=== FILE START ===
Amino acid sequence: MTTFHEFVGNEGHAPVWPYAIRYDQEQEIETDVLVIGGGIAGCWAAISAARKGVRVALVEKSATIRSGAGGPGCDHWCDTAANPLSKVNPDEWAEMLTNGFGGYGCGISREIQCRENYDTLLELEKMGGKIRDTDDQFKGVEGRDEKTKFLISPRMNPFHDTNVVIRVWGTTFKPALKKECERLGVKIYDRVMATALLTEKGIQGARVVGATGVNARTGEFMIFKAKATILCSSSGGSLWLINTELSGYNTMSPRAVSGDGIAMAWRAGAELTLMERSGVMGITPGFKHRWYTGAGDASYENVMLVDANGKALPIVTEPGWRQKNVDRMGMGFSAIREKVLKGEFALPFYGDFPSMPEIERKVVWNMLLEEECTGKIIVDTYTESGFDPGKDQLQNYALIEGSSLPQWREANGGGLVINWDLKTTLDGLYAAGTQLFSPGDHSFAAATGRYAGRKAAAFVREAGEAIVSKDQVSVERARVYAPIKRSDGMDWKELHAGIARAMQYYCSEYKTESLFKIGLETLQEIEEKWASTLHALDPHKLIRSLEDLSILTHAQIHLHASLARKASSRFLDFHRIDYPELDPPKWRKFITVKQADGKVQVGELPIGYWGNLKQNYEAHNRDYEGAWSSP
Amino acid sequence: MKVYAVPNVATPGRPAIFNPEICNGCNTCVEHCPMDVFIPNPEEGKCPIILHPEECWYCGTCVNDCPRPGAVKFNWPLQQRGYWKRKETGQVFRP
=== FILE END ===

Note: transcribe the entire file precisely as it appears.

Amino acid sequence: MTTFHEFVGNEGHAPVWPYAIRYDQEQEIETDVLVIGGGIAGCWAAISAARKGVRVALVEKSATIRSGAGGPGCDHWCDTAANPLSKVNPDEWAEMLTNGFGGYGCGISREIQCRENYDTLLELEKMGGKIRDTDDQFKGVEGRDEKTKFLISPRMNPFHDTNVVIRVWGTTFKPALKKECERLGVKIYDRVMATALLTEKGIQGARVVGATGVNARTGEFMIFKAKATILCSSSGGSLWLINTELSGYNTMSPRAVSGDGIAMAWRAGAELTLMERSGVMGITPGFKHRWYTGAGDASYENVMLVDANGKALPIVTEPGWRQKNVDRMGMGFSAIREKVLKGEFALPFYGDFPSMPEIERKVVWNMLLEEECTGKIIVDTYTESGFDPGKDQLQNYALIEGSSLPQWREANGGGLVINWDLKTTLDGLYAAGTQLFSPGDHSFAAATGRYAGRKAAAFVREAGEAIVSKDQVSVERARVYAPIKRSDGMDWKELHAGIARAMQYYCSEYKTESLFKIGLETLQEIEEKWASTLHALDPHKLIRSLEDLSILTHAQIHLHASLARKASSRFLDFHRIDYPELDPPKWRKFITVKQADGKVQVGELPIGYWGNLKQNYEAHNRDYEGAWSSP
Amino acid sequence: MKVYAVPNVATPGRPAIFNPEICNGCNTCVEHCPMDVFIPNPEEGKCPIILHPEECWYCGTCVNDCPRPGAVKFNWPLQQRGYWKRKETGQVFRP